Catel de Lecq
The parish and its church derive their name from a mediaeval monastery, probably destroyed during Viking raids some time between the 8th and 10th centuries. In 1042 William the Conqueror gave "Saint Mary of the Burnt Monastery" to the abbey of Cerisy.
Among the natural attractions of the parish is a feature known as the Devil's Hole (Lé Creux du Vis), a blowhole in the coastal cliff. The descent into the Devil's Hole used to be accessible to visitors and was a lucrative tourist attraction, but it has been closed off for decades. Following a shipwreck in 1851, when the ship's figurehead washed up in the Devil's Hole, a statue of a devil adapted from the figurehead was set up above the Hole. This wooden statue was replaced by a succession of modern versions in the 20th century.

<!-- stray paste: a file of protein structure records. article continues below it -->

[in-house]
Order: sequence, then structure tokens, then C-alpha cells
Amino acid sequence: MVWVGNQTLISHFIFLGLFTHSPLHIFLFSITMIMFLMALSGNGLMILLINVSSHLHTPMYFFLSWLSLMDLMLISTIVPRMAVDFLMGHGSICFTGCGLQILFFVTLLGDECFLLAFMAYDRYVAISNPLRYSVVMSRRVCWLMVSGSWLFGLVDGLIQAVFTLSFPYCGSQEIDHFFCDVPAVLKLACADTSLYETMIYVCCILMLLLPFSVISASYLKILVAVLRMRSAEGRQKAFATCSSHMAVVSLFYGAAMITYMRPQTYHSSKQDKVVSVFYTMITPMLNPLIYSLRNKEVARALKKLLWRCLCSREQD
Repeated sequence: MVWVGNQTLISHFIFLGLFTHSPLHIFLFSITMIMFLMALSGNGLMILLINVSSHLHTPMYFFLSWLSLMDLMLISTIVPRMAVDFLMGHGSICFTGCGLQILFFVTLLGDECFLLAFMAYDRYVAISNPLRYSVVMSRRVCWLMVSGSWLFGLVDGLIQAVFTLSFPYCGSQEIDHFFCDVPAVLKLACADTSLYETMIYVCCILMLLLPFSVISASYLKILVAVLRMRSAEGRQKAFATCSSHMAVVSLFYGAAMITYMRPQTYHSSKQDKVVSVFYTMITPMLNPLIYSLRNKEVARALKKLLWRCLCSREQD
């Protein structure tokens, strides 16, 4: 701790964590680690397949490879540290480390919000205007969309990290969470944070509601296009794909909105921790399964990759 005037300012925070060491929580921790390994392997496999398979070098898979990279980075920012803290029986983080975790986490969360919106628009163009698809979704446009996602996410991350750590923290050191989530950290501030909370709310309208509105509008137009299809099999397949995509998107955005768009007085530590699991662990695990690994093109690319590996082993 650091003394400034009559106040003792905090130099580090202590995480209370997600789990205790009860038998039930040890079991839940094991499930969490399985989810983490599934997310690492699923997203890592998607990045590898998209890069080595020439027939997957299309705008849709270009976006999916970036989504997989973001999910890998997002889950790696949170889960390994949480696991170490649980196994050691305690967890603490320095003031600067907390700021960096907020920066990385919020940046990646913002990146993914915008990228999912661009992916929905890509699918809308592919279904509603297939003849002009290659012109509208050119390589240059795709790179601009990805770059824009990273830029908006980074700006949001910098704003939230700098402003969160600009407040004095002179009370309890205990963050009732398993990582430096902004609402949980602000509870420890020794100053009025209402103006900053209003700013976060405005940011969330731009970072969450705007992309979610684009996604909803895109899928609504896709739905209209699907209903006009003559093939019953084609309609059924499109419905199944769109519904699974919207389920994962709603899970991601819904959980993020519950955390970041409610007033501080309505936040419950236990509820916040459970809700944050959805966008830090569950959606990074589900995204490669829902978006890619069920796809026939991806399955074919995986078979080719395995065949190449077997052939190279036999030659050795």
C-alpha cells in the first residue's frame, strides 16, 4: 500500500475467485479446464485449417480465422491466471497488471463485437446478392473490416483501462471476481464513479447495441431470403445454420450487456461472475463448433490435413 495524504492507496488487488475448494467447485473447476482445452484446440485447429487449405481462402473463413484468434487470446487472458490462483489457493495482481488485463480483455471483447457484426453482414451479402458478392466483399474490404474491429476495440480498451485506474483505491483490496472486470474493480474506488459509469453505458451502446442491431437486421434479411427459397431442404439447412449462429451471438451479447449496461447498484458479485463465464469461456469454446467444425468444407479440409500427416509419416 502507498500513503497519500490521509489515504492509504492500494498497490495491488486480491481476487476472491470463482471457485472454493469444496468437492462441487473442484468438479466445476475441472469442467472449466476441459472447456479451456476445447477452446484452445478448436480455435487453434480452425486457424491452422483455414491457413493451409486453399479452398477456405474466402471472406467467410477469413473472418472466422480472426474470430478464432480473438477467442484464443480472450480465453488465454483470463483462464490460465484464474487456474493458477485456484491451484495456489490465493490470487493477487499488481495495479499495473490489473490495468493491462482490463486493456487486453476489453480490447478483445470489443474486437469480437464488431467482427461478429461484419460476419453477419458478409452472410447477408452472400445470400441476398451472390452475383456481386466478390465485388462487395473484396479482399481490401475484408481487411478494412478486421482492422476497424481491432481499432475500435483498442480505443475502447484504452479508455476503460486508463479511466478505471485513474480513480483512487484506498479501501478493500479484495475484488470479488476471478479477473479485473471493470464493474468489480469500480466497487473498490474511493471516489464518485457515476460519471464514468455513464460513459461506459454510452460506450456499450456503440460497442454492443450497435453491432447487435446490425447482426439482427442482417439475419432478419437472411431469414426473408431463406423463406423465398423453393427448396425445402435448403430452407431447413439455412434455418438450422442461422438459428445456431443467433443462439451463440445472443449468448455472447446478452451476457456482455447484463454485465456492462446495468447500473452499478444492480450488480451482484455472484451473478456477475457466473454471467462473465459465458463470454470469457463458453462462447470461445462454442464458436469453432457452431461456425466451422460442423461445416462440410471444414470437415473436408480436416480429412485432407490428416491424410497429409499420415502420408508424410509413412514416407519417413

Mourier Valley runs down the boundary between St Mary and St John. The stream formerly powered a number of mills despite the scant population of the area.
Crabbé is the location for pistol shooting.
Grève de Lecq lies on the border between St Mary and St Ouen. On the east side of the bay, in St Mary, lies Le Catel de Lecq, an ancient earthwork. In the bay, Le Moulin de Lecq, an old watermill was converted into a residence in 1929 and following the Second World War became a pub, while retaining the wheel and remnants of the gears.
The parish stands upon course-grained granite, 'of Saint Mary's type'. This granite was formerly quarried for building.
The parish is divided into vingtaines for administrative purposes as follows:
- Vingtaine du Sud
- Vingtaine du Nord
The parish forms one electoral district and elects one Deputy.
Saint Mary has the smallest population of all the parishes in Jersey, having only 1,591 residents in 2001.
- Historic Jersey, W S Ashworth, Jersey 1993 (no ISBN)